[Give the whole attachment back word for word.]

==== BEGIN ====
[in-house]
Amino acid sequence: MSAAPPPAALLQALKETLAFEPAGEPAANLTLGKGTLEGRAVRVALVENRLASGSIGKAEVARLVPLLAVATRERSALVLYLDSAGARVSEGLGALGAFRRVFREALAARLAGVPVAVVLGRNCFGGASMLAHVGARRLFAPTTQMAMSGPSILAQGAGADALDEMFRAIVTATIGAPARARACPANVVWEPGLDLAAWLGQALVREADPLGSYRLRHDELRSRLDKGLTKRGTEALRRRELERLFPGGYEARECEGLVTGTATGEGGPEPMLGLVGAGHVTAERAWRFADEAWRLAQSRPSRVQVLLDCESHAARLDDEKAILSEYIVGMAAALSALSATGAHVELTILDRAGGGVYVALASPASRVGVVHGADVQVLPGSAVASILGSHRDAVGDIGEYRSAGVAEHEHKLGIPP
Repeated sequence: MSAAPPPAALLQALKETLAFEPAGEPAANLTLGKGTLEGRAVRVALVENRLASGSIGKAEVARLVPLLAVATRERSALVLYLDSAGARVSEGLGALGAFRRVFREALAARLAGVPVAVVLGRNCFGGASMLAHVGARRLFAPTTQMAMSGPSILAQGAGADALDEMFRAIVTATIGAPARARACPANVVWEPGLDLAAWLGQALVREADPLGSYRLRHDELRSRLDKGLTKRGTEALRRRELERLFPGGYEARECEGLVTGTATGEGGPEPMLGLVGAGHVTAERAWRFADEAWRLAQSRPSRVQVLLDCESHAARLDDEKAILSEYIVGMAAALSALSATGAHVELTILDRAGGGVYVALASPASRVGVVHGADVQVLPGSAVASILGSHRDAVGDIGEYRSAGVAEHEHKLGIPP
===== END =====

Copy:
[in-house]
Amino acid sequence: MSAAPPPAALLQALKETLAFEPAGEPAANLTLGKGTLEGRAVRVALVENRLASGSIGKAEVARLVPLLAVATRERSALVLYLDSAGARVSEGLGALGAFRRVFREALAARLAGVPVAVVLGRNCFGGASMLAHVGARRLFAPTTQMAMSGPSILAQGAGADALDEMFRAIVTATIGAPARARACPANVVWEPGLDLAAWLGQALVREADPLGSYRLRHDELRSRLDKGLTKRGTEALRRRELERLFPGGYEARECEGLVTGTATGEGGPEPMLGLVGAGHVTAERAWRFADEAWRLAQSRPSRVQVLLDCESHAARLDDEKAILSEYIVGMAAALSALSATGAHVELTILDRAGGGVYVALASPASRVGVVHGADVQVLPGSAVASILGSHRDAVGDIGEYRSAGVAEHEHKLGIPP
Repeated sequence: MSAAPPPAALLQALKETLAFEPAGEPAANLTLGKGTLEGRAVRVALVENRLASGSIGKAEVARLVPLLAVATRERSALVLYLDSAGARVSEGLGALGAFRRVFREALAARLAGVPVAVVLGRNCFGGASMLAHVGARRLFAPTTQMAMSGPSILAQGAGADALDEMFRAIVTATIGAPARARACPANVVWEPGLDLAAWLGQALVREADPLGSYRLRHDELRSRLDKGLTKRGTEALRRRELERLFPGGYEARECEGLVTGTATGEGGPEPMLGLVGAGHVTAERAWRFADEAWRLAQSRPSRVQVLLDCESHAARLDDEKAILSEYIVGMAAALSALSATGAHVELTILDRAGGGVYVALASPASRVGVVHGADVQVLPGSAVASILGSHRDAVGDIGEYRSAGVAEHEHKLGIPP